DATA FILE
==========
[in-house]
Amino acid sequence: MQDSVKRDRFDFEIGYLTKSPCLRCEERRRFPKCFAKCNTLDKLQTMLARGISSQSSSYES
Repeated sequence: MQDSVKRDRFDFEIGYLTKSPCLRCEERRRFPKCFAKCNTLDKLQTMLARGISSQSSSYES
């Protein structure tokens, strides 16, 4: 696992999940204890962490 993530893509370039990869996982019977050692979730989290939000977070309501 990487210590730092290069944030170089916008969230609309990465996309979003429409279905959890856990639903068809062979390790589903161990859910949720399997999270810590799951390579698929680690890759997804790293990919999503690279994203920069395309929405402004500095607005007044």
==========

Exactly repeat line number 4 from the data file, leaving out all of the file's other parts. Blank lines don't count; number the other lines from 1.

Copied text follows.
């Protein structure tokens, strides 16, 4: 696992999940204890962490 993530893509370039990869996982019977050692979730989290939000977070309501 990487210590730092290069944030170089916008969230609309990465996309979003429409279905959890856990639903068809062979390790589903161990859910949720399997999270810590799951390579698929680690890759997804790293990919999503690279994203920069395309929405402004500095607005007044």